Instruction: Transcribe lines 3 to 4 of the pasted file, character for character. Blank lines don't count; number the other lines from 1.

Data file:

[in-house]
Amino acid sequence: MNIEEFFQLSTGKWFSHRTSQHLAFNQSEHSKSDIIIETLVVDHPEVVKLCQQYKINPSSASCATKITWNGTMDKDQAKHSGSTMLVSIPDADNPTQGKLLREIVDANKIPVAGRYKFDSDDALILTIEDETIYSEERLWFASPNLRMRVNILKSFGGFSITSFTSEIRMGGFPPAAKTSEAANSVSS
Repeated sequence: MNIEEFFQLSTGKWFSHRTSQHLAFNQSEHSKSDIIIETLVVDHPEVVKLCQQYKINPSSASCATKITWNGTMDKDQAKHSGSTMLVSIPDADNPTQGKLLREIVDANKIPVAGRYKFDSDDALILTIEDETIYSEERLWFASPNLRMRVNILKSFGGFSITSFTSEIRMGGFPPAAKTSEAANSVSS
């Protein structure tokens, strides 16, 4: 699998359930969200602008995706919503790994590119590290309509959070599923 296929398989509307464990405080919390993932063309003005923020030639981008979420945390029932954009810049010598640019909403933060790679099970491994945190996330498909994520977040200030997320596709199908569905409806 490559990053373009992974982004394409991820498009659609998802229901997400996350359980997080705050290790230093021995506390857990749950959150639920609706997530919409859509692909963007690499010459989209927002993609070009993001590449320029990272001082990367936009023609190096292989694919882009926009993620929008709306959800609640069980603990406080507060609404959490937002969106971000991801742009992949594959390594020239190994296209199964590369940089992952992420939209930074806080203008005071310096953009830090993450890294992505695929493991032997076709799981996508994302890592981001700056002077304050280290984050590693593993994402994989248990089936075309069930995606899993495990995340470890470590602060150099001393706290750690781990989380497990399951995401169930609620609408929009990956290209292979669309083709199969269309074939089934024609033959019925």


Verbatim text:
Repeated sequence: MNIEEFFQLSTGKWFSHRTSQHLAFNQSEHSKSDIIIETLVVDHPEVVKLCQQYKINPSSASCATKITWNGTMDKDQAKHSGSTMLVSIPDADNPTQGKLLREIVDANKIPVAGRYKFDSDDALILTIEDETIYSEERLWFASPNLRMRVNILKSFGGFSITSFTSEIRMGGFPPAAKTSEAANSVSS
């Protein structure tokens, strides 16, 4: 699998359930969200602008995706919503790994590119590290309509959070599923 296929398989509307464990405080919390993932063309003005923020030639981008979420945390029932954009810049010598640019909403933060790679099970491994945190996330498909994520977040200030997320596709199908569905409806 490559990053373009992974982004394409991820498009659609998802229901997400996350359980997080705050290790230093021995506390857990749950959150639920609706997530919409859509692909963007690499010459989209927002993609070009993001590449320029990272001082990367936009023609190096292989694919882009926009993620929008709306959800609640069980603990406080507060609404959490937002969106971000991801742009992949594959390594020239190994296209199964590369940089992952992420939209930074806080203008005071310096953009830090993450890294992505695929493991032997076709799981996508994302890592981001700056002077304050280290984050590693593993994402994989248990089936075309069930995606899993495990995340470890470590602060150099001393706290750690781990989380497990399951995401169930609620609408929009990956290209292979669309083709199969269309074939089934024609033959019925």